Egypt acts on border region as Israel tensions linger

Egypt announced plans to develop a region bordering Israel on Monday after Israeli officials blamed its loosening grip on the area for the killing of eight Israelis by armed militants, inflaming tensions between the two neighbors.

Five Egyptian security personnel died when Israeli troops repelled the gunmen following the attack near Israel’s Red Sea resort of Eilat on Thursday. Egypt said Israel’s actions breached their 1979 peace treaty.

Israel said the gunmen had entered the country by crossing the Egyptian Sinai from Gaza.

Cairo has struggled to assert its grip on the isolated desert peninsula, especially after the overthrow of President Hosni Mubarak in February left a power vacuum that was quickly exploited by a local population resentful of the government in Cairo.

Israel expressed its regret for the Egyptian deaths and said it was investigating the incident, but pressure was growing in Egypt for sterner sanctions.

A group of politicians including former Arab League head Amr Moussa and other candidates for Egypt’s presidency called for the return of the Egyptian ambassador from Israel, more troops in Sinai and trials for Israelis responsible for the killings.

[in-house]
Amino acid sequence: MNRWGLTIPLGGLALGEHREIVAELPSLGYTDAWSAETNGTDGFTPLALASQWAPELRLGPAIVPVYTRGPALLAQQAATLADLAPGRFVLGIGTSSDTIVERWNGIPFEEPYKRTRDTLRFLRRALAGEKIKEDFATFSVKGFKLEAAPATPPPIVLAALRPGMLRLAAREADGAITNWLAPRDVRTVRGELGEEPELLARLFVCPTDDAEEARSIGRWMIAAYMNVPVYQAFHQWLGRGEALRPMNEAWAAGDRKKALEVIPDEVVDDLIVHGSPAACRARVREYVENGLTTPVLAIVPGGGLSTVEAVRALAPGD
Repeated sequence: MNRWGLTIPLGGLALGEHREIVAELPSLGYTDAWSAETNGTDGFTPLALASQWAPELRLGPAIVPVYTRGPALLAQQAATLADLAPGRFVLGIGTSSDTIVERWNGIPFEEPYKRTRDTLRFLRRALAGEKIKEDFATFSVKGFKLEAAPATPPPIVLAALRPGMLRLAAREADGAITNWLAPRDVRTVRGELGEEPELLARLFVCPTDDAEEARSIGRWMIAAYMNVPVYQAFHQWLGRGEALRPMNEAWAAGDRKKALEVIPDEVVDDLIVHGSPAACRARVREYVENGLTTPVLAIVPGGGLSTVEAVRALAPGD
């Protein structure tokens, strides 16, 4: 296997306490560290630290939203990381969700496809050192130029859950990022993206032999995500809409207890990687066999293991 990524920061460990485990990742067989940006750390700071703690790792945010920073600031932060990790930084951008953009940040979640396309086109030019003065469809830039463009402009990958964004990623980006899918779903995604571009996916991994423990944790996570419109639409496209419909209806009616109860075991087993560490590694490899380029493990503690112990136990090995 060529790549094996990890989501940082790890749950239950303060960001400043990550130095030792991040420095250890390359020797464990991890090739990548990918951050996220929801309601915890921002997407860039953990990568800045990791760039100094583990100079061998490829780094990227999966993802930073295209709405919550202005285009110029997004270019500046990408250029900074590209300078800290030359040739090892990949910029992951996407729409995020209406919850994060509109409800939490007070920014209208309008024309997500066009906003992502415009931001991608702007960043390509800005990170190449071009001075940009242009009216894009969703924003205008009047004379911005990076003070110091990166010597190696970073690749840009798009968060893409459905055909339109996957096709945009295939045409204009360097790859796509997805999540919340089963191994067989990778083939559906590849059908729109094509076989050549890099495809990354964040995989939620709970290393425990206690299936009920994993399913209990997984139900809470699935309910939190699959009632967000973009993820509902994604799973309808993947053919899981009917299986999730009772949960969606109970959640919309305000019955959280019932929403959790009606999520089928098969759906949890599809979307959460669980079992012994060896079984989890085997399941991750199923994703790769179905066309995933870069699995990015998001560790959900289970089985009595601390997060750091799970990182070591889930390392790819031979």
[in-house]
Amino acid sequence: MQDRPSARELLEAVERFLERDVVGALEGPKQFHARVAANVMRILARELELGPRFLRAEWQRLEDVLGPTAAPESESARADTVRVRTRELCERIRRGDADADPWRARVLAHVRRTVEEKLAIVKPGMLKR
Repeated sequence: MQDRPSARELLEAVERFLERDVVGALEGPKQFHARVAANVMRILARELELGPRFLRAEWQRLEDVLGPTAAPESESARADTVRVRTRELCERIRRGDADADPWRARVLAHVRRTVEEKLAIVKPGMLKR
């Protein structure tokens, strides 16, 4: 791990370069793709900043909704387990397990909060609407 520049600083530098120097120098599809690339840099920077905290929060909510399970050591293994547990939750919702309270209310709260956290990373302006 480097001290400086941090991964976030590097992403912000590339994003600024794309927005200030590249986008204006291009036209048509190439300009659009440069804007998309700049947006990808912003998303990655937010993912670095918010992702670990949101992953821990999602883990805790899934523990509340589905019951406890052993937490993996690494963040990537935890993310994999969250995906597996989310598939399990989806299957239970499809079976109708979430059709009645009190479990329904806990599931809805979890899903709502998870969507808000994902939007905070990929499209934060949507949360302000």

“Egypt after the January revolution is not like Egypt before. The corrupt, oppressive and compliant regime is gone for good,” they said in a statement published in newspapers.

They described Mubarak’s government as “a strategic asset to Israel.”

“It has been replaced by a strong popular will that does not know weakness or complicity and understands well how to achieve retribution for the blood of the martyrs.”

Hundreds protested angrily outside the Israeli embassy in Cairo at the weekend. A protest of any size near the Israeli embassy would have been quickly smothered by state security forces in the Mubarak era.

The spat has highlighted the dilemma faced by the generals ruling Egypt, caught between pressure to preserve the 1979 peace treaty with Israel and popular hostility to the Jewish state.

The army is trying to keep a lid on social tension as Egypt prepares for elections later in the year as part of a promised transition to democratic civilian rule after Mubarak’s removal.